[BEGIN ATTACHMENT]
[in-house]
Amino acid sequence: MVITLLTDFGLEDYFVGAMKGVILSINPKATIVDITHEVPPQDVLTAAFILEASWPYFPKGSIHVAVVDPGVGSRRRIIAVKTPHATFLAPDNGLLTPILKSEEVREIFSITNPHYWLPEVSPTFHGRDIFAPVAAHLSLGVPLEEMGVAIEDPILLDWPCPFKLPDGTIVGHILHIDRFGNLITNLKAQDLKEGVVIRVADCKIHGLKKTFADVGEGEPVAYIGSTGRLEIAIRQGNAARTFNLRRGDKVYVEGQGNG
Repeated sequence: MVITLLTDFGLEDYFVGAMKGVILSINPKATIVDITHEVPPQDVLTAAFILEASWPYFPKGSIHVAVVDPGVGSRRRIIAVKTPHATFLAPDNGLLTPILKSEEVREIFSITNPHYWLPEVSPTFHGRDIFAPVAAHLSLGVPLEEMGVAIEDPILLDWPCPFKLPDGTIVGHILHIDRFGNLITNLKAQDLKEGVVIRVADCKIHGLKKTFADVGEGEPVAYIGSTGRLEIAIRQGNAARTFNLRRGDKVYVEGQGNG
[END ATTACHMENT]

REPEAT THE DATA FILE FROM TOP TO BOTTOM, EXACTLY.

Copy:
[in-house]
Amino acid sequence: MVITLLTDFGLEDYFVGAMKGVILSINPKATIVDITHEVPPQDVLTAAFILEASWPYFPKGSIHVAVVDPGVGSRRRIIAVKTPHATFLAPDNGLLTPILKSEEVREIFSITNPHYWLPEVSPTFHGRDIFAPVAAHLSLGVPLEEMGVAIEDPILLDWPCPFKLPDGTIVGHILHIDRFGNLITNLKAQDLKEGVVIRVADCKIHGLKKTFADVGEGEPVAYIGSTGRLEIAIRQGNAARTFNLRRGDKVYVEGQGNG
Repeated sequence: MVITLLTDFGLEDYFVGAMKGVILSINPKATIVDITHEVPPQDVLTAAFILEASWPYFPKGSIHVAVVDPGVGSRRRIIAVKTPHATFLAPDNGLLTPILKSEEVREIFSITNPHYWLPEVSPTFHGRDIFAPVAAHLSLGVPLEEMGVAIEDPILLDWPCPFKLPDGTIVGHILHIDRFGNLITNLKAQDLKEGVVIRVADCKIHGLKKTFADVGEGEPVAYIGSTGRLEIAIRQGNAARTFNLRRGDKVYVEGQGNG